Caplan's Syndrome

Caplan's syndrome is a rare disease of the lungs and joints. Basically, it consists of two illnesses affecting one person at the same time - silicosis (lungs) and rheumatoid arthritis (joints). More information about them can be found in the related texts.


Risk factors for lung disease is work in environment with silica dust (miners) without adequate protection. Rheumatoid arthritis is an autoimmune disease and the exact cause of its origin is not known.


Pulmonary symptoms manifest by cough and shortness of breath. Joint disease manifests by their swelling, pain and morning stiffness. The disease affects rather small joints, especially the joints of the hands.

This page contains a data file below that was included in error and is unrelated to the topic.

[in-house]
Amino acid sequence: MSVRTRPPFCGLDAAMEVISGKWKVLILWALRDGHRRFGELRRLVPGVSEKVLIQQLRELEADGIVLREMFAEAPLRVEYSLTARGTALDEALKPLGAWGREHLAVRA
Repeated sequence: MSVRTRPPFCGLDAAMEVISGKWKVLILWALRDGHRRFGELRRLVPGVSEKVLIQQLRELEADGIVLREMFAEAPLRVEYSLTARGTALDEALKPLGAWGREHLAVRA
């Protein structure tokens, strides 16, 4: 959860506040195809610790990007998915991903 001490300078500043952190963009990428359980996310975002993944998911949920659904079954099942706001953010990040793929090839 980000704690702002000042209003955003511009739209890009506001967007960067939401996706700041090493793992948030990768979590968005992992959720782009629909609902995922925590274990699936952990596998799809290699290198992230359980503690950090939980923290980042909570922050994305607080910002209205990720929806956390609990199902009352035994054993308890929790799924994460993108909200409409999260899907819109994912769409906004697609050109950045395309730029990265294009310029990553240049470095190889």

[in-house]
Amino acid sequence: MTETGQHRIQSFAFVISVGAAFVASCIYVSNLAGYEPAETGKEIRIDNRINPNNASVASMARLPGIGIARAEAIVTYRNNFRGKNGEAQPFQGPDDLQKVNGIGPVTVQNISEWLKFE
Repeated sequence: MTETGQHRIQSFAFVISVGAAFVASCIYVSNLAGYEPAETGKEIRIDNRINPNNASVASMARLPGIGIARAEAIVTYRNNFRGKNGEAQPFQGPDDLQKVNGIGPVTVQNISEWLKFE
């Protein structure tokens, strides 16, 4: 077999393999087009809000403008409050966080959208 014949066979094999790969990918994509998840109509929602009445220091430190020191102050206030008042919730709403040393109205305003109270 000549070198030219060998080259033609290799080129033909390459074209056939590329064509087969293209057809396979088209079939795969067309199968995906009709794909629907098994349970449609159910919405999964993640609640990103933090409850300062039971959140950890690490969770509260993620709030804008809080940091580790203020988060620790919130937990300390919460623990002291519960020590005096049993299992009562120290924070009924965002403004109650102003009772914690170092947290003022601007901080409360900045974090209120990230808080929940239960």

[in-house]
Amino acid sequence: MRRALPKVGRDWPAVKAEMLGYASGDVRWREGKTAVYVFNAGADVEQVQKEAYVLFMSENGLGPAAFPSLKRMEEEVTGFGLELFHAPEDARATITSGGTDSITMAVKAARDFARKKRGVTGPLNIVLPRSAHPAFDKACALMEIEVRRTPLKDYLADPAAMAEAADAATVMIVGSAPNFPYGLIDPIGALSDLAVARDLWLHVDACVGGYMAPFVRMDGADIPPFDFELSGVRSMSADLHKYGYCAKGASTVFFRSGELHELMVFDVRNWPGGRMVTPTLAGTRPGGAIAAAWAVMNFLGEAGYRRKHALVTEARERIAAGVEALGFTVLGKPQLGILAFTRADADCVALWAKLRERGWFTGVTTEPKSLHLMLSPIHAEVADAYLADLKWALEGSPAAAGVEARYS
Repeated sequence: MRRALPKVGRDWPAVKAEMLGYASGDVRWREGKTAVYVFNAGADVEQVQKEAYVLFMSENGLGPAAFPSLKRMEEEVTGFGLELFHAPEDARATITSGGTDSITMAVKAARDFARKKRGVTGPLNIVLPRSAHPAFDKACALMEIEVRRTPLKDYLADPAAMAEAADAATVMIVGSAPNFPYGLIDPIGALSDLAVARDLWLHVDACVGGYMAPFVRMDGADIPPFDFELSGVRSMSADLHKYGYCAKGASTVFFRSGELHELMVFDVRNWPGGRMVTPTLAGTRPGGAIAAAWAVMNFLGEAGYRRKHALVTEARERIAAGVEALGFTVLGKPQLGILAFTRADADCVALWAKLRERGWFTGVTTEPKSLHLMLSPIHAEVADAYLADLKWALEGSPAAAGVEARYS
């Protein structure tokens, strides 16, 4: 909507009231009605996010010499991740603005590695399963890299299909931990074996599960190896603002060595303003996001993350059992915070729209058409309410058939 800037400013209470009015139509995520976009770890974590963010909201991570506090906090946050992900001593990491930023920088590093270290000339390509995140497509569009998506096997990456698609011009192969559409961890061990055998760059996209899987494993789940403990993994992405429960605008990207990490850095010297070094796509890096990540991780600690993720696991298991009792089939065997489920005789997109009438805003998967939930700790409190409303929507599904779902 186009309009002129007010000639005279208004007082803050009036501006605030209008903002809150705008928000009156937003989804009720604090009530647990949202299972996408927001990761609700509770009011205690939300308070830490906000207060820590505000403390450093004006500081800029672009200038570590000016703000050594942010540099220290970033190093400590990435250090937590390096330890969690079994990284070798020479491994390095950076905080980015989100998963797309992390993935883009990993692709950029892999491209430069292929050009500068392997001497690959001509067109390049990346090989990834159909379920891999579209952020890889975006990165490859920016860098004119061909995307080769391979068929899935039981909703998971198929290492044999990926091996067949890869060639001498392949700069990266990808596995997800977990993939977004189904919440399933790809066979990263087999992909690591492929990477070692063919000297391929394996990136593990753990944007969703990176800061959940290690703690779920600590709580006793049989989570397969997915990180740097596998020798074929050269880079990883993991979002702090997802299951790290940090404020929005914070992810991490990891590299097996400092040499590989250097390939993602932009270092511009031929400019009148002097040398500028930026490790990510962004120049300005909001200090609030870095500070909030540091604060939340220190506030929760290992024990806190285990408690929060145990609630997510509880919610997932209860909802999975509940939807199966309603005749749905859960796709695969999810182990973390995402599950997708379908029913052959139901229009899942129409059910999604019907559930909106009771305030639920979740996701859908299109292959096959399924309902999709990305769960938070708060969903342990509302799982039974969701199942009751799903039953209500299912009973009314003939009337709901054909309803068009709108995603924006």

If we confirm positive diagnosis of silicosis and rheumatoid arthritis in one person, we have a clear diagnosis of Caplan's syndrome


The therapy includes administration of immunosuppressants such as corticosteroids. Patients should be regularly monitored with repeated chest X-ray examinations. However, before the immunosuppressive drugs are administered, tuberculosis must be excluded. People with Kaplan's syndrome should stop smoking, which improves the symptoms and slows the disease's progression. Further exposure to silica dust must be prevented at all cost.


Jiri Stefanek, MD  Author of texts: Jiri Stefanek, MD
 Sources: basic text sources